On 9 April 2013, the EU funded research project on bio-based product standards, KBBPPS, held a workshop in Cologne, Germany. The goal was to inform stakeholders about the project’s objectives and initial activities and to consult the seven partners about the 2½ years of research that lie ahead. The meeting was a success, with lively discussion among the 40 participants. There was valuable and immensely useful input from American and Thai experts, and everyone agreed to coordinate the development of test methods and to also feed the project results into ASTM and international standards.
The workshop was attended by bioplastic and biochemical producers, biomaterial suppliers, local government representatives and testing agencies. The advisory workshop’s morning session started with an introduction to 14C-analysis. This is the basis for the US Department of Agriculture’s (USDA) Biopreferred Program. It is used by many bio-based product certification systems, including European ones. The participants discussed ideas for improving the sample preparation for this analysis, especially where composites, complex products such as tyres or gaseous products are concerned. Since European industry is concerned about presenting the total biomass content – which cannot generally be declared on the basis of bio-carbon content alone – the workshop also addressed many indirect and mass balance techniques. The experiences shared by many participants provided some good indications for future research.
The complexity of biodegradation testing was a hotly debated topic during the afternoon session. The first KBBPPS deliverable – a report on current relevant biodegradation and ecotoxicity standards – formed the basis for this discussion. The links between this and defining the ability of a product to be composted or digested by bacteria in a biogas reactor were also discussed. Several participants offered to collaborate on this research and/or provide products.
Another project outcome was then presented – an indicative list of 26 product categories that balance market needs and research challenges and will form the basis of the KBBPPS research programme. All participants agreed that this list was a good way of categorizing the large number of bio-based products and the work was greatly appreciated. There were a few comments, but the list was welcomed as a good foundation for further research into methods for testing bio-based products. This is the project’s next successful deliverable.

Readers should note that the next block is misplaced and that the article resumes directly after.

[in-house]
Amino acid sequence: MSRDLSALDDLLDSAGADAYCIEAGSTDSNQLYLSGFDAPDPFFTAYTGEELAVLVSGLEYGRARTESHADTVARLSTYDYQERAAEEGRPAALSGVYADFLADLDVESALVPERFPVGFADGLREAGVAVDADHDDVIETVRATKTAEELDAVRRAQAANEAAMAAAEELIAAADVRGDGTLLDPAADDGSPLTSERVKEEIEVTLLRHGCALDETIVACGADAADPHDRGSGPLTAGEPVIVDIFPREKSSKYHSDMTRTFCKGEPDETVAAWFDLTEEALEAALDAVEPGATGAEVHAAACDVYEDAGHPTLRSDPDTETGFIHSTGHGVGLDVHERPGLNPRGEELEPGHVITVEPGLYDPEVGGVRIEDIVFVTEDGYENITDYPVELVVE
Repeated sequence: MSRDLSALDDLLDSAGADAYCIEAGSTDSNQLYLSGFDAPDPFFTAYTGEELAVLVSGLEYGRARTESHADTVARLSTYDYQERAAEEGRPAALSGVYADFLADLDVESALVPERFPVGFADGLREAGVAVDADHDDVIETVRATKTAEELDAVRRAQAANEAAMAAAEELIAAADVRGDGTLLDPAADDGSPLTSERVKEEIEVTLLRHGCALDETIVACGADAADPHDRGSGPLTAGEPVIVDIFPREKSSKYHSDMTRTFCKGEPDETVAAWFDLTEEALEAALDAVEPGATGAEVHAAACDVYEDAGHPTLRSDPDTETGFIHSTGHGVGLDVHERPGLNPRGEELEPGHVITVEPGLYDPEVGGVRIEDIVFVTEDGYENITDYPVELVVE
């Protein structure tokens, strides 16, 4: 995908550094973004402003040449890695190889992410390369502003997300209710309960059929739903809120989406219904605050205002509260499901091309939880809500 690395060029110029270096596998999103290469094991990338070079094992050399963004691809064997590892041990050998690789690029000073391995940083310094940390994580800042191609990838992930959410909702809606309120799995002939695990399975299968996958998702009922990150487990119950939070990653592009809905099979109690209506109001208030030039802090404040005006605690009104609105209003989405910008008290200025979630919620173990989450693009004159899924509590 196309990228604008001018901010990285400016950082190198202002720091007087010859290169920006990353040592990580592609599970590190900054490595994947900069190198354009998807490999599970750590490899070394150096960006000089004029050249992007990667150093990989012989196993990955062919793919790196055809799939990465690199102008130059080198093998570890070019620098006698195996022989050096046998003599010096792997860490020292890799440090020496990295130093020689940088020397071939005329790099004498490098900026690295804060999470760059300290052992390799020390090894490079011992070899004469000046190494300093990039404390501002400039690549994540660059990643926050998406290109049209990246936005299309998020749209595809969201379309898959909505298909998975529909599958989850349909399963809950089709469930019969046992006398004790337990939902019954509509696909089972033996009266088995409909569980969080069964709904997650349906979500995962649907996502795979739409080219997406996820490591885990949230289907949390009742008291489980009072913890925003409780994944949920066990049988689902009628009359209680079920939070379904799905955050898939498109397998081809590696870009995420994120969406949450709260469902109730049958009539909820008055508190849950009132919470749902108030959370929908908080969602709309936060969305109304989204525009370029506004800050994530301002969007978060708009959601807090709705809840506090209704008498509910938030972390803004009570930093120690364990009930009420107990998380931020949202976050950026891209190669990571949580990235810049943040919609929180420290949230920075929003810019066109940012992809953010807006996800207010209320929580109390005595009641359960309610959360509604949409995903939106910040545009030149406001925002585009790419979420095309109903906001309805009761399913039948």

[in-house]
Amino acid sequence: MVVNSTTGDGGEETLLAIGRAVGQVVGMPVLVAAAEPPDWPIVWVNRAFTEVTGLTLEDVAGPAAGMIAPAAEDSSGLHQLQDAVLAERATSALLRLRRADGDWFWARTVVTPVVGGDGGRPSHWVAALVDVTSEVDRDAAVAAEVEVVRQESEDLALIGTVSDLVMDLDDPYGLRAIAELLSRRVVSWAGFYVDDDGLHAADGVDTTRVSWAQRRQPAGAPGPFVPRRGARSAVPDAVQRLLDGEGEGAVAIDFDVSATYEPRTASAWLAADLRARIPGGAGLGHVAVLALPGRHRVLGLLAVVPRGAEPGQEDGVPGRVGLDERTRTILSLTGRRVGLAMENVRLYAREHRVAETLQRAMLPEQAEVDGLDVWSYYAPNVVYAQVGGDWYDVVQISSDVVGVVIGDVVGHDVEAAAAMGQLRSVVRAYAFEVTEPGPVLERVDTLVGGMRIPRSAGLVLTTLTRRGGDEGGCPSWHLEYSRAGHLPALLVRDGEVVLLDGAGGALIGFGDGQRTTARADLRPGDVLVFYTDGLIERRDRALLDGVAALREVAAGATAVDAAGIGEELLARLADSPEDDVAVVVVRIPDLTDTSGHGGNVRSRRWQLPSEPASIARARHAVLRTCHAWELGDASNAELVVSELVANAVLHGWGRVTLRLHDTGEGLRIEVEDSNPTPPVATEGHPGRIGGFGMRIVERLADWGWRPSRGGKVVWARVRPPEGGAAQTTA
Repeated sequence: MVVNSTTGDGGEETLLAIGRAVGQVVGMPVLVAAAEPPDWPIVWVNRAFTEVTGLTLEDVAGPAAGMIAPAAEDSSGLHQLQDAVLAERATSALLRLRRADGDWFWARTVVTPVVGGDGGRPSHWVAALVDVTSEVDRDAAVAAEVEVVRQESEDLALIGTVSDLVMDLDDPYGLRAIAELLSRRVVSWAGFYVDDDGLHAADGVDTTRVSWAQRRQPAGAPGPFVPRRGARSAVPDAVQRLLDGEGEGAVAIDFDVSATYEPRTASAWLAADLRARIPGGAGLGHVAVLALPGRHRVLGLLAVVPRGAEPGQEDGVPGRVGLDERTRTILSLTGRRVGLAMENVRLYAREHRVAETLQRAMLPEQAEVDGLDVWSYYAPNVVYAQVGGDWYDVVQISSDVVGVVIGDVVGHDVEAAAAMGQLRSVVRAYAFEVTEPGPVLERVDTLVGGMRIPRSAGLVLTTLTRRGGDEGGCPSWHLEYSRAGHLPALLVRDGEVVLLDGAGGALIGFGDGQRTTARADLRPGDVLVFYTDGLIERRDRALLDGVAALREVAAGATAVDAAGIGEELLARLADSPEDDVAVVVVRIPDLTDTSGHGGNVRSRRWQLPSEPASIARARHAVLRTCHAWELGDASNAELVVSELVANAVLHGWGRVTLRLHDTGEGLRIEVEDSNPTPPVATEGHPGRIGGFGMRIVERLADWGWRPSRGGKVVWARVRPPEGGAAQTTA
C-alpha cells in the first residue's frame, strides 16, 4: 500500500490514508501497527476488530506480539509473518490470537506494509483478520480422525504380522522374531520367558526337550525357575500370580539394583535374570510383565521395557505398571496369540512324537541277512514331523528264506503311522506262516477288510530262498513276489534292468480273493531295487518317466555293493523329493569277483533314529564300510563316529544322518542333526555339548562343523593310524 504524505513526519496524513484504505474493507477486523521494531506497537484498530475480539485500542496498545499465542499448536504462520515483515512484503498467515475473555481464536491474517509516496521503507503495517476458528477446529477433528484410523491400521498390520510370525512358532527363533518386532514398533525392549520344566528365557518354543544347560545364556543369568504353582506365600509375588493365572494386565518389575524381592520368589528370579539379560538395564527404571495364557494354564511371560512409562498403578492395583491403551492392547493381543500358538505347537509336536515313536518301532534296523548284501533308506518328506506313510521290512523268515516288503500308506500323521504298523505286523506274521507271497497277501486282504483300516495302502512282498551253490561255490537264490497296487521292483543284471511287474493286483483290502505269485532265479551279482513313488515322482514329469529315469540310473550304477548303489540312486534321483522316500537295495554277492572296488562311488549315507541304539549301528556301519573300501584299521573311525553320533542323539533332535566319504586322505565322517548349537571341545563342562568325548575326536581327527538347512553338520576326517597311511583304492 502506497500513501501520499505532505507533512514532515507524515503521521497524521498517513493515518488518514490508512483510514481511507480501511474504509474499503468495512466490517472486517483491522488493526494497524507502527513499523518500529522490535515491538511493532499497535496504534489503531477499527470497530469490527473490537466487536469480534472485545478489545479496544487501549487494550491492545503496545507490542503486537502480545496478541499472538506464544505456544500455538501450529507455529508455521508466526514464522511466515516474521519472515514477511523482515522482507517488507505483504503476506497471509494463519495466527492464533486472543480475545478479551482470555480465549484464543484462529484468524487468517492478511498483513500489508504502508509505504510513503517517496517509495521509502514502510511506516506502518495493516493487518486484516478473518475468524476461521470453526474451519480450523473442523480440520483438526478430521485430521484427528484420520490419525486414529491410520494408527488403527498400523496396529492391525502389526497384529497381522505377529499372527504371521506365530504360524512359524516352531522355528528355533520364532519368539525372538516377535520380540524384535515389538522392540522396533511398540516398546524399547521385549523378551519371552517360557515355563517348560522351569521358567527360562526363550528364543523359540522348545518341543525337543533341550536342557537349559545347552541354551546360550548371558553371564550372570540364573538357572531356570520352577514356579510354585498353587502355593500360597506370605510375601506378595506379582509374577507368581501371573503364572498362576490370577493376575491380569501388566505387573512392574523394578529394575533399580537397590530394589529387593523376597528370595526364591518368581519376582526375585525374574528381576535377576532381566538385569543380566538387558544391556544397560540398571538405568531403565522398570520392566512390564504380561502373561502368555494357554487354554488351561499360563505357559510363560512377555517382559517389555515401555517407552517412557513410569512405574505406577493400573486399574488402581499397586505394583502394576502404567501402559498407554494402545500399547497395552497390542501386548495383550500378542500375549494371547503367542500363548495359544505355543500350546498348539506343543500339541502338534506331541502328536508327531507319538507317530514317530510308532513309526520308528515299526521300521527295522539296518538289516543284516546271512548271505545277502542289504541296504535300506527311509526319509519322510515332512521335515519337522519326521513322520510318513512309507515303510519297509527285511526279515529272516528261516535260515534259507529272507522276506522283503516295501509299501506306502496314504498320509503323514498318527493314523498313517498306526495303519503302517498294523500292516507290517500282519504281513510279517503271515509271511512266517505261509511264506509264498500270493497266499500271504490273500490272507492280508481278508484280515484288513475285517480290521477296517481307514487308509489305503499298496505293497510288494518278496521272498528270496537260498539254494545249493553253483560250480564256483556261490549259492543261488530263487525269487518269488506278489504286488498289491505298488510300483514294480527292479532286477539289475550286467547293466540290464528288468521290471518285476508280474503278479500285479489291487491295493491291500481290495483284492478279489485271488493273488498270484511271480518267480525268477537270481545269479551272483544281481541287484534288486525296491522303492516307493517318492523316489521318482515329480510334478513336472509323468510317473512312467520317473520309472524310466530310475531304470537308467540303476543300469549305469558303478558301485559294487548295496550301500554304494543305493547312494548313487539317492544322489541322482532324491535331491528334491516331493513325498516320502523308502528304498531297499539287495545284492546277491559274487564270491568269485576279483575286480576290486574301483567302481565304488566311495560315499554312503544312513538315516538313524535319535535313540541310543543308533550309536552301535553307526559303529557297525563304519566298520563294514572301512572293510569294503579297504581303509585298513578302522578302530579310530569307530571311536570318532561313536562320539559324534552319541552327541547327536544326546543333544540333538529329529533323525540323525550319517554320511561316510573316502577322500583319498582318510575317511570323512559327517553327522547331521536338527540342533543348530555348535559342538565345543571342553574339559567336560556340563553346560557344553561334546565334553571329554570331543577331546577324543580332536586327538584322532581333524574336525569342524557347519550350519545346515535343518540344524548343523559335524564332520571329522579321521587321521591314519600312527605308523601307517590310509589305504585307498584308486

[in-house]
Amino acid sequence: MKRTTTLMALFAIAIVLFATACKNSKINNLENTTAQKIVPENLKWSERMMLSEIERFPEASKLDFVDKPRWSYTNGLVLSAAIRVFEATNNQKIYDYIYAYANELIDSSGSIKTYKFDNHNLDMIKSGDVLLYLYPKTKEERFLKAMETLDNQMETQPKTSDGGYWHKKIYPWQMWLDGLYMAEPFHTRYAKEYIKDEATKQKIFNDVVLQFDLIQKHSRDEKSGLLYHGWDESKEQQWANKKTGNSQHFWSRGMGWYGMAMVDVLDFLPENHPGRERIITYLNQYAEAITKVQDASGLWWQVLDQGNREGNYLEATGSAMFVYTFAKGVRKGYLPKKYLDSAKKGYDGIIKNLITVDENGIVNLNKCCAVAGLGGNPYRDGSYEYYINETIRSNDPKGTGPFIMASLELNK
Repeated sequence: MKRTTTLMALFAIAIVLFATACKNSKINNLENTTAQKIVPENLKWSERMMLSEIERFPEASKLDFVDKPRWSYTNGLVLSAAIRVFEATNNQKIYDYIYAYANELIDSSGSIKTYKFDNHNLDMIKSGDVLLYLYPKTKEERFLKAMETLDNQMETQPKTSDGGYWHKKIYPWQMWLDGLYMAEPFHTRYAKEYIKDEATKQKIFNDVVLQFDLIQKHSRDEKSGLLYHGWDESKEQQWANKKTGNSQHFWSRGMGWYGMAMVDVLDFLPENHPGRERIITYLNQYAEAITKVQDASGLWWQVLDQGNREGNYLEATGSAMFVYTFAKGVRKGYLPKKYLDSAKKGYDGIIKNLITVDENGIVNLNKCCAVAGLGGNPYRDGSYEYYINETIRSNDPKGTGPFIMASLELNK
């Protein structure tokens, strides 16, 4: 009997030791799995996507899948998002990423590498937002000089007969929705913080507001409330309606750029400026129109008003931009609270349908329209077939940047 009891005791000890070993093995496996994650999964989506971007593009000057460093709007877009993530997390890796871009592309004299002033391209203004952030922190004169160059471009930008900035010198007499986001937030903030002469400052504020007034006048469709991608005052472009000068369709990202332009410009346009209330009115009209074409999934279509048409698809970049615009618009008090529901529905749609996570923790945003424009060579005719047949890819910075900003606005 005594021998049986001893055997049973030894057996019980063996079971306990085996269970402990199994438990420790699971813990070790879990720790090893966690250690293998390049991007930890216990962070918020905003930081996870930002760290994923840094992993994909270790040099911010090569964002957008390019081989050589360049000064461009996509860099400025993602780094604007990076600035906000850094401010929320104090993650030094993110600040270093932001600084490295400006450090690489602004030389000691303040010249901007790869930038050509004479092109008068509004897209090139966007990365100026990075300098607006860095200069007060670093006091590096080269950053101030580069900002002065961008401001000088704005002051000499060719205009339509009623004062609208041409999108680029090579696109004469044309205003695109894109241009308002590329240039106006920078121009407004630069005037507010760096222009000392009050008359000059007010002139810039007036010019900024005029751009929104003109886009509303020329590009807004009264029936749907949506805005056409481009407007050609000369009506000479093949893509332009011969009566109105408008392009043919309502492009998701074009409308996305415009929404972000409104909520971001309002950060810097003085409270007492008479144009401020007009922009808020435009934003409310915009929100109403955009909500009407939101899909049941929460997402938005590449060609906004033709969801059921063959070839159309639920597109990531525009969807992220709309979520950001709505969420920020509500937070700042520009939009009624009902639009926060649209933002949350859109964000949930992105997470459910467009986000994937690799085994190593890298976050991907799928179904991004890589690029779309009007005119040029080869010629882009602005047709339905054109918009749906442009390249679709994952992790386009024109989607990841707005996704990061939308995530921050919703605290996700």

The KBBPPS (Knowledge Based Bio-based Products’ Pre-Standardization) project is conducting pre- and co-normative research under the FP7 EU research programme. During the workshop, speakers from the US and EU expressed their willingness to cooperate to achieve a common understanding of 14C analysis as standardized by ASTM. The KBBPPS results on biomass content and biodegradability will also be presented to US stakeholders for further deliberation. At the workshop, Ohio State University offered to arrange webinars so that researchers can exchange information. The KBBPPS project would also coordinate research with the umbrella European Standardization Committee, CEN.
The European bio-economy is currently a top priority, and research-based standardisation and market analysis, which are also part of the KBBPPS project, are the biggest issues for demand-pull policy. Many participants considered the KBBPPS project a crucial factor in identifying bio-based products for market-support measures. Such measures were put forward by the earlier EU Lead Market Initiative and are now being followed up on by the new EU Expert Group on bio-based products within DG Enterprise. All of this shows that the first advisory workshop has added some momentum to EU policy measures, transatlantic exchange, and cooperation between researchers and industry, and offers decent prospects for harmonised global standards.
The KBBPPS project has received funding from the European Commission’s 7th Framework Programme on Research and Technological Development. For more information, check out our project website: www.kbbpps.eu or contact the project manager, O. Costenoble at NEN Energy Resources via firstname.lastname@example.org or by telephone: +31-152690326.
About Michael Carus and nova-Institute GmbH
Michael Carus is Managing Director of nova-Institute in Hürth near Cologne (Germany), which has been working on the field of the “Bio-based Economy” since 1994. Along with market surveys and raw material studies, the Institute’s core strengths lie in the areas of life-cycle analysis, policy advice and B2B communication including conferences.
As dissemination partner within this project, the nova-Institute is in charge of organising the advisory workshops that collect input from industry experts and other stakeholders. A major objective will be the outreach to international standardisation bodies as well as a successful communication of the project results to CEN. In another capacity, the nova-Institute will support the selection of the most important bio-based intermediates and products for the methodology measurement and validation and identify the main market entry barriers that exist in regulations, codes, standards and supply chains.
Source: nova-Institute, press release, 2013-04-24.